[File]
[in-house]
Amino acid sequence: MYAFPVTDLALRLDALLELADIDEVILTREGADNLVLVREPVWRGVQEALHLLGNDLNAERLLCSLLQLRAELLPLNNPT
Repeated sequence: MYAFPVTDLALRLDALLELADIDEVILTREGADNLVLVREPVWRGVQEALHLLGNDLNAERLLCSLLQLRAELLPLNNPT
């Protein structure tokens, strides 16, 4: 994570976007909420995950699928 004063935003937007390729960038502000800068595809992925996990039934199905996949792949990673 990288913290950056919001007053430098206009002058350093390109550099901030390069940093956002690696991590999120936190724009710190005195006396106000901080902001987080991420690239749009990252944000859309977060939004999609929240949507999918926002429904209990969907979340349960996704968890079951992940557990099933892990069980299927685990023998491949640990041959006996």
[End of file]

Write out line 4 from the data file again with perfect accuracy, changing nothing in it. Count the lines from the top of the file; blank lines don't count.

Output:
């Protein structure tokens, strides 16, 4: 994570976007909420995950699928 004063935003937007390729960038502000800068595809992925996990039934199905996949792949990673 990288913290950056919001007053430098206009002058350093390109550099901030390069940093956002690696991590999120936190724009710190005195006396106000901080902001987080991420690239749009990252944000859309977060939004999609929240949507999918926002429904209990969907979340349960996704968890079951992940557990099933892990069980299927685990023998491949640990041959006996």